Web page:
The Physiology of Hearing Loss After Loud Sounds
Node Smith, ND
When we listen to loud music, or a fire engine drives by we often experience impaired hearing for a short time afterward. Researchers at Linköping University have uncovered the underlying mechanism for why this happens.
Underlying mechanism of momentary hearing loss after loud sounds
When someone experiences a loud noise and subsequent hear loss, it is likely due to changes in the inner ear, researchers have found. “We have discovered that a tiny structure in the cochlea known as the tectorial membrane plays an important role in this process, by acting as a storage depot for calcium ions. These calcium ions contribute to regulating the function of the sensory cells”, says Anders Fridberger at the Department of Clinical and Experimental Medicine, who has led the study which is presented in the journal Proceedings of the National Academy of Sciences, PNAS.
The inner ear
Calcium ions, which are calcium atoms with a positive charge, play a key role in the processes that make hearing possible. The conversion of sound waves to nerve impulses takes place in the inner ear, also known as the cochlea, which looks like the spiral shell that some snails have. The cochlea contains many sensory cells, which detect sounds and generate signals that are passed on to the brain.
Scientists investigated calcium ion concentration in the inner ear
Previous research has shown that the fluid that surrounds the sensory cells in the cochlea has a low concentration of calcium ions. There were, however, questions surrounding this, because sensory cells that are placed in fluids with the natural level of calcium no longer work normally. The scientists at LiU have investigated the calcium ion concentration in the inner ear of guinea pigs, which is very similar to the human ear. By fluorescently labelling the calcium ions, the researchers discovered that a membrane that lies on top of the sensory cells, the tectorial membrane, has a much higher concentration of calcium ions than the surrounding fluid. The membrane seems to function as a store, such that the sensory cells are surrounded by higher levels of calcium ions than previously believed.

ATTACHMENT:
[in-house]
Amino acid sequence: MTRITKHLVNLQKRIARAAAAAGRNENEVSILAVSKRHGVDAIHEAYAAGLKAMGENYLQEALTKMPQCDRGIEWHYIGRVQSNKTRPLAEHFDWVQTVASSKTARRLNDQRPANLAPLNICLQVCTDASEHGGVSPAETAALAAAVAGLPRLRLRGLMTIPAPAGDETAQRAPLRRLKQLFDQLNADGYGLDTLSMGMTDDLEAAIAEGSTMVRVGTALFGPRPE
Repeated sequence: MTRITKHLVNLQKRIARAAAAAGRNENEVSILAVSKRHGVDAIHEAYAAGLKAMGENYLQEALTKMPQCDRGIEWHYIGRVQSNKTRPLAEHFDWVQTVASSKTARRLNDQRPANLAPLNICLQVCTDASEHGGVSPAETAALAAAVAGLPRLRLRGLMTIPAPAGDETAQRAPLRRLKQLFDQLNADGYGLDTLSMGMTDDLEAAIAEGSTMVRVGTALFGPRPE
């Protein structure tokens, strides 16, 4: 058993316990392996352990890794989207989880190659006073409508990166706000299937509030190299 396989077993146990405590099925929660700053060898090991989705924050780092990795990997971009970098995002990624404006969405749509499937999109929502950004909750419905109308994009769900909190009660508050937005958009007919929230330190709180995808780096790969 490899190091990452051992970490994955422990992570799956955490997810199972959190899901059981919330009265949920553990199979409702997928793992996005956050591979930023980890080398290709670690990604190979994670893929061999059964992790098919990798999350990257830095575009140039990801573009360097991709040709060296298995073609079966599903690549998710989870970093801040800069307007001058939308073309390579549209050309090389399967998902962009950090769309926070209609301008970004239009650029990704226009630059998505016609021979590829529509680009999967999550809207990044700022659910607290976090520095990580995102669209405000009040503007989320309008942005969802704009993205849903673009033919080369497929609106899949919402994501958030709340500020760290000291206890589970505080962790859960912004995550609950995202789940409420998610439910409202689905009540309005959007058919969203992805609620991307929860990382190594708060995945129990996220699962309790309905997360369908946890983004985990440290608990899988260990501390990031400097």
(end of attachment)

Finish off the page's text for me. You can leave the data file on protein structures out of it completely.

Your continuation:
Inner ear of guinea pigs studied due to similarities in the human ear
When the scientists added a substance that mops up calcium ions, the sensory cells ceased to function. In the next step, they exposed the inner ear to noise levels that correspond to those experienced at rock concerts, which had the same effect.
“When we expose isolated inner ears to loud noise in the lab, the level of calcium in the tectorial membrane falls, and the sensory cells cease to function. After a while, however, the calcium ion concentration returns to its previous level, and the sensory cells start to function again”, says Anders Fridberger.
Tectorial membrane and why it’s necessary for hearing
Until now, scientists have thought that the tiny membrane has a mainly mechanical function, but the discovery made by the LiU researchers suggests that the tectorial membrane may play an important role in regulating hearing by storing calcium.
“We knew that the tectorial membrane is necessary for hearing, and that it must be intact and correctly located, but it has been unclear why damage to this membrane contributes to impaired hearing”, says Pierre Hakizimana, one of the researchers behind the study.
Strimbu CE, Prasad S, Hakizimana P, et al. Control of hearing sensitivity by tectorial membrane calcium,(2019), PNAS, published online March 5, 2019, doi: 10.1073/pnas.1805223116
Node Smith, ND, is a naturopathic physician in Humboldt, Saskatchewan and associate editor and continuing education director for NDNR. His mission is serving relationships that support the process of transformation, and that ultimately lead to healthier people, businesses and communities. His primary therapeutic tools include counselling, homeopathy, diet and the use of cold water combined with exercise. Node considers health to be a reflection of the relationships a person or a business has with themselves, with God and with those around them. In order to cure disease and to heal, these relationships must be specifically considered. Node has worked intimately with many groups and organizations within the naturopathic profession, and helped found the non-profit, Association for Naturopathic Revitalization (ANR), which works to promote and facilitate experiential education in vitalism.
Node Smith graduated from the National University of Natural Medicine (NUNM) in 2017, and is currently licensed as a naturopathic physician in Oregon and working towards becoming licensed in Saskatchewan, Canada as well.